The key thing to remember here is what adds value to your life? Not what others expect of you and not what traditionally is your role. You have the power to design your life. Why not start now?


Thank you for reading Mininal(art)ist). Please check out my instagram for more consistent updates on my process and progress. Mahalo!

Please feel free to leave a comment below! How do you take back control over your time? How have you simplified your life this week?


Happy Thanksgiving Everyone! 

The Holiday season is almost upon us (and if you're a fan of certain fancy coffee drinks it's already here)! And with that comes great gatherings of friends, family and co workers, to celebrate what we're thankful for and to make resolutions for the new year ahead. It can really be a magical time of celebration, love and friendship. A chance to reconnect and appreciate what we have, who we know and where we've been the last 11 months.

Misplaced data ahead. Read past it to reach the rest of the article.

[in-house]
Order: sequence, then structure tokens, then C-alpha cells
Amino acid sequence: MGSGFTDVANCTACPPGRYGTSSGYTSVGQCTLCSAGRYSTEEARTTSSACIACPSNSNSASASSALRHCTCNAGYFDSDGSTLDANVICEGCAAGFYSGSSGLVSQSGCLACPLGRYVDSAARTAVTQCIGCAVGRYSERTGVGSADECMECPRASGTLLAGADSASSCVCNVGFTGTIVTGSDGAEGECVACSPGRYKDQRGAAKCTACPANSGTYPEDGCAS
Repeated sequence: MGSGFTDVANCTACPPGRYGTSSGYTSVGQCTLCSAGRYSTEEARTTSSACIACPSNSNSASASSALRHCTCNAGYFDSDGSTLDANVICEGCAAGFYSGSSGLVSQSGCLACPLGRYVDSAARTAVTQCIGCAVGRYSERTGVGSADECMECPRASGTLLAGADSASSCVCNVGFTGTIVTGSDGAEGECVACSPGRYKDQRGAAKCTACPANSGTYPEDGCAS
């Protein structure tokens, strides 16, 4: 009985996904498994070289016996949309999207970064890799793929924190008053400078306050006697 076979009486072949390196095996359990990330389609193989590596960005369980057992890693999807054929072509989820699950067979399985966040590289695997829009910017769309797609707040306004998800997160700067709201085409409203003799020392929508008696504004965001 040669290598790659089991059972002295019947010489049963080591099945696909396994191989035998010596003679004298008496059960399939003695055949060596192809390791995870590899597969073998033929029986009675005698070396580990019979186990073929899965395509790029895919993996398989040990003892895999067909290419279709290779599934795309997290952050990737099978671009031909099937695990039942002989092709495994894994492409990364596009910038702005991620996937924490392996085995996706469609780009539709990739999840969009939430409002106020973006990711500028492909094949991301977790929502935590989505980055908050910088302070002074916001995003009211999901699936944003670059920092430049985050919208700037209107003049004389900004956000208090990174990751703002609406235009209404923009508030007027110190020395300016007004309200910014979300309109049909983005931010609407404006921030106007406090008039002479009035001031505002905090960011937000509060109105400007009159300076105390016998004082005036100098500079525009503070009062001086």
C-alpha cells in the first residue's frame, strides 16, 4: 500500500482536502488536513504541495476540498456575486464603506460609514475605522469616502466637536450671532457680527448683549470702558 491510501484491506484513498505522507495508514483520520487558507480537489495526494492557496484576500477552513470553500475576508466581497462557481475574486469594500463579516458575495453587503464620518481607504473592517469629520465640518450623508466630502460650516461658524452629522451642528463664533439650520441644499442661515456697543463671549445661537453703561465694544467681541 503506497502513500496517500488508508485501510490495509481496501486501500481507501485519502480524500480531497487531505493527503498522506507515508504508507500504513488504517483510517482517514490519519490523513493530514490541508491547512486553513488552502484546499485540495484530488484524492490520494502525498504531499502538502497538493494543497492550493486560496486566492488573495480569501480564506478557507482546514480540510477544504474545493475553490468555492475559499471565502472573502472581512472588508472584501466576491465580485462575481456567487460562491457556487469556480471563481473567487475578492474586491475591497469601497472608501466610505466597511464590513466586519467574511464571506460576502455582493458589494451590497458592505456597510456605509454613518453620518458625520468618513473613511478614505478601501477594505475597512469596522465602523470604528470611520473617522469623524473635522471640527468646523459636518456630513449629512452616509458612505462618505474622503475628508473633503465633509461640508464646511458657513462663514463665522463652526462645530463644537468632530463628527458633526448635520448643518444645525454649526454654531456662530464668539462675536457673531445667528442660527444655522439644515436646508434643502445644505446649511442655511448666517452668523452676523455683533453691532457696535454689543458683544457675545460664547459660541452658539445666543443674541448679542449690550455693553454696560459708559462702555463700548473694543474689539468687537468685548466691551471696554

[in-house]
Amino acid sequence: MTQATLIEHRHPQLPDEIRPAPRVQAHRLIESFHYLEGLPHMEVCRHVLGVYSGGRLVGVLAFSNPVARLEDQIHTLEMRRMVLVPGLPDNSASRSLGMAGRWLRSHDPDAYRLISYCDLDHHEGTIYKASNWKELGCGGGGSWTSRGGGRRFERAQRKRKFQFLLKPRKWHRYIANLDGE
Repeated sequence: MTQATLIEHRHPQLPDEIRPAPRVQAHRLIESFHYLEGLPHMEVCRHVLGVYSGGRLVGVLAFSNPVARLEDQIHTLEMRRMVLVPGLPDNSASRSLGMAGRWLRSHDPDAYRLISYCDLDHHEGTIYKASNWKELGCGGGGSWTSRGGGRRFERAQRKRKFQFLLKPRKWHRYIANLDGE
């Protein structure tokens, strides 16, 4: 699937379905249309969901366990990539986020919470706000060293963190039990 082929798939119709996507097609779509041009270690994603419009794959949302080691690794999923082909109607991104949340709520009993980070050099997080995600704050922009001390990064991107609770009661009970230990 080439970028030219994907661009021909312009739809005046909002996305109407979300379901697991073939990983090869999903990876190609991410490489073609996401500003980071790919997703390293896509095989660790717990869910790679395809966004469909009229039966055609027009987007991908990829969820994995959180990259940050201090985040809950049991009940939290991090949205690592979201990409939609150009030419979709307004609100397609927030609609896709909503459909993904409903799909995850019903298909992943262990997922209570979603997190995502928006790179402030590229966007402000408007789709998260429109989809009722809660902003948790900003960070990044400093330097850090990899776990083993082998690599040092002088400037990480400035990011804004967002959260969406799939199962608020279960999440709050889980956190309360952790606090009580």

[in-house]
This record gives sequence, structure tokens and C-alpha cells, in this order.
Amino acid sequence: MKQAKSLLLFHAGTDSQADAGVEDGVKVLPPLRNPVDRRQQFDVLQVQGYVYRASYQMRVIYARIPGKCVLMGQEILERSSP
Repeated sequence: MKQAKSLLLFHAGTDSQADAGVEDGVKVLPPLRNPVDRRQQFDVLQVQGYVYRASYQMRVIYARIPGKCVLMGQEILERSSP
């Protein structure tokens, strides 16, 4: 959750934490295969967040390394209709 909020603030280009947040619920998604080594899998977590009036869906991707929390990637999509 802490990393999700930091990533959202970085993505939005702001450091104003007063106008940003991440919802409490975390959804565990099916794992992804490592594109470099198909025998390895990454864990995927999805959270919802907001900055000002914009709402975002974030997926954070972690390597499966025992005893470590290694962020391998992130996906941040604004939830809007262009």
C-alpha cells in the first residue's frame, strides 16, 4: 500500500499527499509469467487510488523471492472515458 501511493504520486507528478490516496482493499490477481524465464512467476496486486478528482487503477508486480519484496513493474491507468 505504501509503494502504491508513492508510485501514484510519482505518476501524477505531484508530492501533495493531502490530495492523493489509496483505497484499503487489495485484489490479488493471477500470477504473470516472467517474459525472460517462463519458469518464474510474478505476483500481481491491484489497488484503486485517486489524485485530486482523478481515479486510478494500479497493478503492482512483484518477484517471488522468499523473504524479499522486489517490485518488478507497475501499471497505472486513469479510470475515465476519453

For many it seems like great times ahead and, of course for others, it's not so festive. But this post isn't about the family, friends or the gatherings. It about that one thing that might be on the back of a lot of minds. These people, who, instead of living in the present moment, enjoying the warmth and companionship around them are thinking about something else. I speak of course about Black Friday

And more specifically even, Black Friday ADVERTISING. In this incredible, digital age of mass information and email marketing we are constantly receiving messages telling us to buy this, do that and live differently (as long as we shop for it). And pretty much everyone is receiving the same message. According to a Mailchimp article, in 2015 they sent 1.2 billion marketing emails on Black Friday.

Wow. That's a lot.